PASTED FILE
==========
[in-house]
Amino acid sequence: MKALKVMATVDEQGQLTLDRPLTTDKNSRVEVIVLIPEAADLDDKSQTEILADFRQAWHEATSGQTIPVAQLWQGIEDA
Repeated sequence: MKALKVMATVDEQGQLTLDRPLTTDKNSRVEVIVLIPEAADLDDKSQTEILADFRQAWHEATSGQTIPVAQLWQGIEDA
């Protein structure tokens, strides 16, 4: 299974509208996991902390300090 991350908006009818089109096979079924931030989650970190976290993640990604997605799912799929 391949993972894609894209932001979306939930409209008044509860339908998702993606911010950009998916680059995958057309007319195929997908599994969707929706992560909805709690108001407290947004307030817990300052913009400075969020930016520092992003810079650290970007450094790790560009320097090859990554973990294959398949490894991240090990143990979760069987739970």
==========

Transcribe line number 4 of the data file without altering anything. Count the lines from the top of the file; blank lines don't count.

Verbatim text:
């Protein structure tokens, strides 16, 4: 299974509208996991902390300090 991350908006009818089109096979079924931030989650970190976290993640990604997605799912799929 391949993972894609894209932001979306939930409209008044509860339908998702993606911010950009998916680059995958057309007319195929997908599994969707929706992560909805709690108001407290947004307030817990300052913009400075969020930016520092992003810079650290970007450094790790560009320097090859990554973990294959398949490894991240090990143990979760069987739970």